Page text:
What to know about rosacea and how to deal with it during colder months

The arrival of cold weather can result in a variety of changes to the skin – causing certain conditions to present themselves.

This is particularly the case for anyone who deals with rosacea.

People who suffer with the skin condition tend to experience flare ups, meaning they will go through periods when it’s particularly bad.

While it remains unclear what exactly causes rosacea, cold weather is thought to be a common culprit.

Here’s everything to know about the condition and the best ways to deal with it during the colder months.

What is rosacea?

In medical terms, rosacea is a long term skin condition that mainly affects the face – particularly the nose, cheeks, and forehead.

It’s characterised by small, red bumps on the skin (which look a little bit like acne). Symptoms often start with episodes of flushing but these can progress to itching and burning sensations, spots or blood vessels becoming visible.

There are four different types:

  • The first is known as erythematotelangiectatic rosacea (ETR), and is associated with facial redness, flushing, and visible blood vessels.
  • The second is called papulopustular (or acne) rosacea – this typically affects middle-aged women.
  • Rhinophyma is type three and is a rare form associated with the thickening of a nose.
  • The final is known as ocular rosacea – where symptoms are centered around the eye.

Roscesea often affects people with fair skin but is seen across skin types in people aged 40-60 years old.

What causes rosacea?

The exact cause of the condition remains unknown. But there are a variety of triggers that are thought to make rosacea worse. These include stress, extreme temperatures, hot drinks, spicy foods, exercise, alcohol and sun exposure.

It’s thought that genetics, the immune system, and environmental factors could all play a role, but there is no definitive answer.

A whole host of interesting theories have also been suggested such as abnormalities in the blood vessels on the face as well as a reaction to microscopic mites on the skin.

Treatments and products for rosacea

Currently there’s no cure for rosacea, but there are a wide range of treatment options and products which can help control symptoms and reduce its appearance.

Treatment-wise, some oral medications – such as antibiotics – have proven to clear up more severe spots (due to their anti-inflammatory properties).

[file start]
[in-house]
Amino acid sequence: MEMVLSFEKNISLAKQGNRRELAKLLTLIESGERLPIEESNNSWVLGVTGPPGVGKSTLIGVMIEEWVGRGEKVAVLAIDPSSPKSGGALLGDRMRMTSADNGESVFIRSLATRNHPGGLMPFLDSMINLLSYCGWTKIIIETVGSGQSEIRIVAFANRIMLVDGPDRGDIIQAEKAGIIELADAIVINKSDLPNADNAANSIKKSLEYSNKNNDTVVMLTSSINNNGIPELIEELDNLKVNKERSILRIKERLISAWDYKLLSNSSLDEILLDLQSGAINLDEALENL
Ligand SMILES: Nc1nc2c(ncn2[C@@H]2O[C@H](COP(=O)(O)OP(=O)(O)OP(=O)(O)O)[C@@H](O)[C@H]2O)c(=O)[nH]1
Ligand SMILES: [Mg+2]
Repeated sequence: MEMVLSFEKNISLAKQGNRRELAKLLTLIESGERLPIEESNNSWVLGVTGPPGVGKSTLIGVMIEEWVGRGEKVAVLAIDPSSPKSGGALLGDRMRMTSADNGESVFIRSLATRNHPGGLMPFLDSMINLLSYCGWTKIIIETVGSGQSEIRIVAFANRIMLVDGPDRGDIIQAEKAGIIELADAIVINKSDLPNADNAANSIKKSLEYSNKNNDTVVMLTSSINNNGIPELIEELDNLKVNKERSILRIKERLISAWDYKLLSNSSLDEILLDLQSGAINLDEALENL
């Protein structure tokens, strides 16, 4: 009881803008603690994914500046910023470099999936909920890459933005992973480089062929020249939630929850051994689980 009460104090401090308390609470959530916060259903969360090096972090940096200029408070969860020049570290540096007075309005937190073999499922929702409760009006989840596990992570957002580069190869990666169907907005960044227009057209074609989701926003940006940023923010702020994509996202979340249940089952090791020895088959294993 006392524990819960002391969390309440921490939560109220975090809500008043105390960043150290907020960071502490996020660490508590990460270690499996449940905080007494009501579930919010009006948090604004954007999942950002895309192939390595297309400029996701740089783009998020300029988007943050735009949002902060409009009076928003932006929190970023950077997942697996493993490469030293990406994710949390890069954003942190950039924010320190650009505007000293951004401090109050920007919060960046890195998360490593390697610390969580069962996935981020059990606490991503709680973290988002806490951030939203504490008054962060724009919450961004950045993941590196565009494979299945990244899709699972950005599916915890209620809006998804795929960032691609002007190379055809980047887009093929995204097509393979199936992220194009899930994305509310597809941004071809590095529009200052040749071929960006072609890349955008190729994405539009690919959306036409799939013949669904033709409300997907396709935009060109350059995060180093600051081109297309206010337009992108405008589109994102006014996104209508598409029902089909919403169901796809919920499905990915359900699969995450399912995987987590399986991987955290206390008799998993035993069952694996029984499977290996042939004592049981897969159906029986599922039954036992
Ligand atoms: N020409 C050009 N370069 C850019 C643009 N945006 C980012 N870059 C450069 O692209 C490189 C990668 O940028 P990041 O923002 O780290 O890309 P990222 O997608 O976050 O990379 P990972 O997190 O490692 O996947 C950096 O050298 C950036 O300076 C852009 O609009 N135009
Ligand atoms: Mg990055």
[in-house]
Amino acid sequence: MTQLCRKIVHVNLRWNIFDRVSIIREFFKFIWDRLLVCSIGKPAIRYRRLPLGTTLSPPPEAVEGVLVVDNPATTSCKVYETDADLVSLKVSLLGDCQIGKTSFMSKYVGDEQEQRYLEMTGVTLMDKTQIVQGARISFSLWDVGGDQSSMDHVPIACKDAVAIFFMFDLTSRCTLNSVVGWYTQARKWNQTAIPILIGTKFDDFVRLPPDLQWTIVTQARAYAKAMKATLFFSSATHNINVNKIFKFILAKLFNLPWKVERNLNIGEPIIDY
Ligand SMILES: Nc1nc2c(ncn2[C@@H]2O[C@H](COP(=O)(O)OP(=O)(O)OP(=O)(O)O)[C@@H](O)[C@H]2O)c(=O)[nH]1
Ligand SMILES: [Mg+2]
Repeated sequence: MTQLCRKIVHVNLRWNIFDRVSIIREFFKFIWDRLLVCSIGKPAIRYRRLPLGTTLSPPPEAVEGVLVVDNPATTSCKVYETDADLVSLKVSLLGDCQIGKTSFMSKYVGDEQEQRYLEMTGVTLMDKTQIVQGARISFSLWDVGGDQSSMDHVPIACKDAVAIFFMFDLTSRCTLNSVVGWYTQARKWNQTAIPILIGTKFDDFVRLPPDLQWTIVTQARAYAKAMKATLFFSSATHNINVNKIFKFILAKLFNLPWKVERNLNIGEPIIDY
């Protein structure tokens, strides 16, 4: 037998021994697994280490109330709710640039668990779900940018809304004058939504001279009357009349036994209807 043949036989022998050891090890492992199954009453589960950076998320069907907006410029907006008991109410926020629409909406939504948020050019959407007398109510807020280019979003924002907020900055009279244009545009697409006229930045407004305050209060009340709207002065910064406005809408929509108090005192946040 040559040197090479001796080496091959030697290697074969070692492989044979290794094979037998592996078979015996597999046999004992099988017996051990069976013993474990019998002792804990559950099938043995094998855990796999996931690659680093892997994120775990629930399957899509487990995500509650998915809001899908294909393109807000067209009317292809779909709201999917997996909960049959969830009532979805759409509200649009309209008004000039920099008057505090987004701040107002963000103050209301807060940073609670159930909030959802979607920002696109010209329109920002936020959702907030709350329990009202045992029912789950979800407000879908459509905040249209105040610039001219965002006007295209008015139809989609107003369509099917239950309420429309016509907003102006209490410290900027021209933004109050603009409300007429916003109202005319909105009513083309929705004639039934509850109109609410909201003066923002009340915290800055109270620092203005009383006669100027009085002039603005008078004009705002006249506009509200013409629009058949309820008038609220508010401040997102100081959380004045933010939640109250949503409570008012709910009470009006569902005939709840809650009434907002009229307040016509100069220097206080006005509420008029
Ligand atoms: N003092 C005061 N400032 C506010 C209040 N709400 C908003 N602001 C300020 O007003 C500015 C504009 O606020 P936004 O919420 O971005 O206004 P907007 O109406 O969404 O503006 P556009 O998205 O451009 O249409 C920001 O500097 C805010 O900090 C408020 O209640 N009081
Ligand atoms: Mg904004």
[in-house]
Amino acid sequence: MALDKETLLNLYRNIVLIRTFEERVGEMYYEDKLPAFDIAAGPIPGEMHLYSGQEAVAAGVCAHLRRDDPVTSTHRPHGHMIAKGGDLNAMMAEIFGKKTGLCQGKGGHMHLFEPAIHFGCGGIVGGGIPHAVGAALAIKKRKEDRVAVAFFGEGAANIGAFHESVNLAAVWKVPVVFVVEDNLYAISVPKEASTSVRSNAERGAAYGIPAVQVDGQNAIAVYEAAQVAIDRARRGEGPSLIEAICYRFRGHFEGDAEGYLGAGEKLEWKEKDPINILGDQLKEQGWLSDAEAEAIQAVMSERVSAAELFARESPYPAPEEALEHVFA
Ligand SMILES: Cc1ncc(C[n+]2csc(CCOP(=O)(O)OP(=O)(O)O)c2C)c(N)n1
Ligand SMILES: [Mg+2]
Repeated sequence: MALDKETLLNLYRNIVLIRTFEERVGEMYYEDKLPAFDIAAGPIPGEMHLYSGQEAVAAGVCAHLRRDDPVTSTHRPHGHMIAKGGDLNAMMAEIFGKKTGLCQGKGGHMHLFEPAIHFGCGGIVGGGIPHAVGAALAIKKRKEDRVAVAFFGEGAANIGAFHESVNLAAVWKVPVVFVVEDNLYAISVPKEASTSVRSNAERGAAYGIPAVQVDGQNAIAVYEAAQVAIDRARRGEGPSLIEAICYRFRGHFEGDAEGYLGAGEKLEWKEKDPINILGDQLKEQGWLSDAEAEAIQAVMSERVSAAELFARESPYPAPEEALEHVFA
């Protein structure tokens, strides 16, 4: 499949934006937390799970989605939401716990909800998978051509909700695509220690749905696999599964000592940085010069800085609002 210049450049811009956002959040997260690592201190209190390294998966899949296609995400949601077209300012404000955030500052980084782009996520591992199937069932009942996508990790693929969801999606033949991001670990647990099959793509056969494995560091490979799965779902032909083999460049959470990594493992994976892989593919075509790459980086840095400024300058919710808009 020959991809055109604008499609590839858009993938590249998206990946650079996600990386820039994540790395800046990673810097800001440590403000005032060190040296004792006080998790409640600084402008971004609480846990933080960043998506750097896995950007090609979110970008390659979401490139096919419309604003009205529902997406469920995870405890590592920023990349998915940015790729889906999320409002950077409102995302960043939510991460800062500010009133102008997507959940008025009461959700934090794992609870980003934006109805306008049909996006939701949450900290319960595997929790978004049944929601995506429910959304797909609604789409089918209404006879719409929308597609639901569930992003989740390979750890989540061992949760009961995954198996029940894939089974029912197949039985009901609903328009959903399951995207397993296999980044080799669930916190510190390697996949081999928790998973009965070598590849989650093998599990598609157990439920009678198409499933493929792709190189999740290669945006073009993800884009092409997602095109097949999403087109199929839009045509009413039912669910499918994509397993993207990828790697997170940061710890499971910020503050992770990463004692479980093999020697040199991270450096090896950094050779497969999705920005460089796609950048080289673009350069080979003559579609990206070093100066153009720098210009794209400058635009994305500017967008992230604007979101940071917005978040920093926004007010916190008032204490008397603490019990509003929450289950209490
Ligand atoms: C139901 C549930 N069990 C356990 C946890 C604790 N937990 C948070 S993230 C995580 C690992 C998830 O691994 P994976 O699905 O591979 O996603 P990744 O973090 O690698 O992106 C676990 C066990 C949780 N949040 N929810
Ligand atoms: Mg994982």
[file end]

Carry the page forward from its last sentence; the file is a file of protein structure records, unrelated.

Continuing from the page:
Dr. Dawn Davis, from the Mayo Clinic, says: ‘In the past, little could be done to treat the redness and pustules of rosacea. But breakthroughs have occurred over the last few years.

‘For mild to moderate rosacea, a topical treatment often is recommended. Newer medications work by constricting blood vessels or decreasing inflammation. Because the effect is temporary, these medications must be applied regularly to maintain improvements and can be expensive.’

Another way to deal with rosacea is to identify personal triggers.

Dr Susan Mayou, a consultant Dermatologist at the Cadogan Clinic, says keeping a diary can prove extremely helpful.

She says: ‘Monitor your rosacea episodes, noting any triggers that worsen the symptoms such as diet, exposure to weather and skincare ingredients. Monitoring the triggers and reviewing with your dermatologist will help you better understand and manage the condition.’

There are also a number of products on the market designed to reduce the appearance of rosacea.

Incorporating anti-redness products in a beauty regime is a great way to trial out different products to see if they make a difference.

The Avène Redness Relief Moisturiser and the La Roche-Posay Rosaliac serum are both designed to calm redness and create a more even skin tone.

Dermalex Repair Rosacea Cream is another product which relieves symptoms such as redness, flushing, visible spider veins, tight or hard skin and dryness.

Using these items can do a whole lot of good, but it’s important not to irritate the skin.

Dr. Dawn Davis adds: ‘While it’s important to cleanse regularly, avoid products that contain alcohol or other skin irritants. Touch and cleanse your face gently — don’t scrub, and avoid exfoliants.’

Colour correcting products are great for making skin appear more even and they work on the basis that complementary colours neutralise each other (green balances red).

Erborian CC Colour Correct contains pigments that correct redness. As with other colour correcting products, on first appearance it appears green but the cream soon adapts to different skin tones. This product gets bonus points as it has added sun protection, with SPF 25.

Ways to deal with rosacea in the colder months

Just like bursts of cold air can lead to flare ups, blasts of hot air can do the same. So try to avoid sitting with your face in the direct line of heaters.

It’s also important to stay protected against the sun all year round – especially when it comes to rosacea – as sunlight is the most commonly reported trigger.

Winter winds are likely to be a problem too, so create a literal barrier between your skin and the elements by the use of a scarf. Try to ensure the troublesome spots (nose, cheeks and mouth) are covered.

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